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Aerospace Practice Market Review

Q1/Q2 2022

Aerospace
N/A

July 22, 2022

Softening of the market continues, although in Q1 and Q2 of 2022 insurers were still pushing for premium increases (+5%), flat renewals were achievable where there were no new losses or deterioration.

In 2020, and Q1 of 2021, we saw aggressive price increases following a few years of loss-making results, with aviation insurers under pressure from capital providers to return to profit. However, new market entrants, increased appetite from existing insurers and the downturn in exposures due to COVID-19 has made these price increases difficult to justify and has increased competition for desirable business, which has led to a deceleration of movement within the market conditions.

However, it is very challenging to anticipate the direction the market will take and when a shift might occur, therefore our advice would be to those renewing to engage with their team early to get terms and support secured.

Our market review explores quarterly comparisons of average premium change from 2021 to 2022 and anticipates the trends that could continue in 2022.

Market direction

Whilst the shadow of the Russia/Ukraine crisis looms over the Aviation insurance market, aerospace organisations renewing in 2022 have so far avoided any impact to their programmes.

The following updates are provided as a view of what was seen in Q1/Q2 2022 until the 1st of May renewals. We believe this will continue into the next couple of months however it is clear this could change at any time.

As such, our advice would be for those renewing to engage with their team early to get terms and support secured, as it is very challenging to anticipate the direction the market will take and when a shift might occur.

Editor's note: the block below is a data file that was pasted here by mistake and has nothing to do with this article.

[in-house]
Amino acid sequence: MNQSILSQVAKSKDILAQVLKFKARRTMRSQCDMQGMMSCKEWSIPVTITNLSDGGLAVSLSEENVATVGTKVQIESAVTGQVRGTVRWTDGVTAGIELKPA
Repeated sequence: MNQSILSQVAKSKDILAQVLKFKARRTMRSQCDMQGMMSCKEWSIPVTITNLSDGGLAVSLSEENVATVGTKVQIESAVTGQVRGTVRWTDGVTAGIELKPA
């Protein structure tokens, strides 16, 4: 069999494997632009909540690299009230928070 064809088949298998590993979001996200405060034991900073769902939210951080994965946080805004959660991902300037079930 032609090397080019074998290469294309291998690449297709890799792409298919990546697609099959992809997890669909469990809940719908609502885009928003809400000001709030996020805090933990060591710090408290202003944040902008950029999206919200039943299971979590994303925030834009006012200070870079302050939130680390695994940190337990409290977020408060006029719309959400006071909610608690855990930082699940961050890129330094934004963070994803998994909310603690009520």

Premium increase

Premium increase

Prior to the 1st of May, insurers were still pushing for premium increases (+5%) however, flat renewals were achievable where there were no new losses or deterioration.

Improved profitability

Improved profitability

This has come following 2 years of improved profitability for insurers, encouraging growth in capacity, which has led to a deceleration of movement within the market conditions.

Larger shares on desirable risk

Larger shares on desirable risk

A few insurers see this as an opportunistic moment to seek larger shares on desirable risks, which is having a stabilizing effect on the pricing of such risks.

Market capacity

During softer market cycles, when lineslips proliferate and underwriters are amenable to broker requests, the need for headcount wanes significantly as workloads can be managed quite readily in such a trading environment. When the pricing environment hardens, as is currently the case, the market frequently finds itself short on headcount.

As such we have seen over 40 London underwriters change employers during the last two years, and this “shuffling” looks to continue as gaps remain unfilled and new entrants seek to employ underwriters to fulfil their portfolio and income ambitions.